Q. When you start working with someone like Terry Gilliam, who is such a visual artist, how does that affect you as an actor on set?
A:
Everything that he does is highly choreographed and so you always know where you are. He needs like 200 people for his vision to come to life and so he is good at communicating with everyone where they need to be and what their job is shot to shot.
Unlike most directors, he uses like 14 and 17mm lenses, which are really wide screen, and so he packs the frame from side to side and really deep. He has all these elements moving around.
When you sign up to do a Terry Gilliam film, then you are just one of his elements that he will use in any shot. You are aware of what you are but you are not in charge of your own choreography. I know my job is to walk from there to there but there will be geese in the background doing another thing and horses coming this way. He sits there with all the elements and tinkers with it until he gets the alchemy to his eye. Then you move on.

Q. Is he a Clint Eastwood style director who does three takes then moves on or other directors who do 40?
A:
He will do as many as required. He will do a lot because he knows what elements he wants working in a shot and so he will adjusts them slightly. He is also capable of getting hung up on the bird that is not flapping its wing in the top right hand corner of the screen. What bird? But he sees it. The love and passion for him is down to the smallest detail.

Q. When you shot The Bourne Identity, you had to learn martial arts and weaponry. Did you pick up any new skills on Brothers Grimm?
A:
I did study tango dancing for three months. It was Terry’s idea. I don’t know if it helped. I am kind of a sloucher and so it helped me stand up more straight. I also took yoga. Will is more of a dandy than I am so that was all of the physical stuff I had to do. I did have to work on the accent a lot. I also worked on sword fighting and took three days a week of that. It felt like I was in summer camp taking all the mini classes.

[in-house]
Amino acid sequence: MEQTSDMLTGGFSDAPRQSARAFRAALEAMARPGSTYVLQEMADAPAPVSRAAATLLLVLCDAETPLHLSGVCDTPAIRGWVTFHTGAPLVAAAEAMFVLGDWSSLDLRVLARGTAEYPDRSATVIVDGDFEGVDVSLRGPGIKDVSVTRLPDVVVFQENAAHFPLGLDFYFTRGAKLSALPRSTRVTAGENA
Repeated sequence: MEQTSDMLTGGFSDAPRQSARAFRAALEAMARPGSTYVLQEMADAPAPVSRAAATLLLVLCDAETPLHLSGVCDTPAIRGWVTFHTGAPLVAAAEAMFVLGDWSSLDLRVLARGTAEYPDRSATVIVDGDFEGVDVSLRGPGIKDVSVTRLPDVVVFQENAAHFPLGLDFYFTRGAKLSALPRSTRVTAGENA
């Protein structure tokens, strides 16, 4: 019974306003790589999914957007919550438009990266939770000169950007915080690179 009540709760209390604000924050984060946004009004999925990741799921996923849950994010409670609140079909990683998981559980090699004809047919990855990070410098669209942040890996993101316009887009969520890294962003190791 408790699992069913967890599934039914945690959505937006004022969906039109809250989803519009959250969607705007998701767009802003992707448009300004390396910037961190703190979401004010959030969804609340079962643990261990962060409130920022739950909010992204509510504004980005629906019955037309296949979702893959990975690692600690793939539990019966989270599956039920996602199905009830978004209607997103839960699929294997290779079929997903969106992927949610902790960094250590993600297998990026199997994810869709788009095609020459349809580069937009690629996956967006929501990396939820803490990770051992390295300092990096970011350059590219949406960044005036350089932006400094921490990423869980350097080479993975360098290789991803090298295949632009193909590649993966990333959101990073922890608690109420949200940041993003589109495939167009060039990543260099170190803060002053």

Q. The film changes its tone throughout the film. At first it seems more black comedy and whimsical and then it gets a little more serious. As an actor, were you aware of these changes in mood and was it easy to maintain your character development through that?
A:
We kind of knew that coming in just from reading the script. You also know that Terry never makes anything that can be categorized. I wouldn’t even know how to describe this film other than to say it is a Terry Gilliam film. It has all those elements of humor, adventure and fantasy. It is really different from anything. Ultimately it is bizarre (laugh).

Q. Harry Potter has driven kids back to reading. What do you hope The Brothers Grimm might do for those who see it?
A:
Hopefully another avenue to use their imagination. It can be a springboard to creativity as they were in my life. As it did with me, it can help people tell stories. The kids, who Terry showed the film to, really dig it. It gets their adrenaline going and they have responded to the story and they get the images and the references.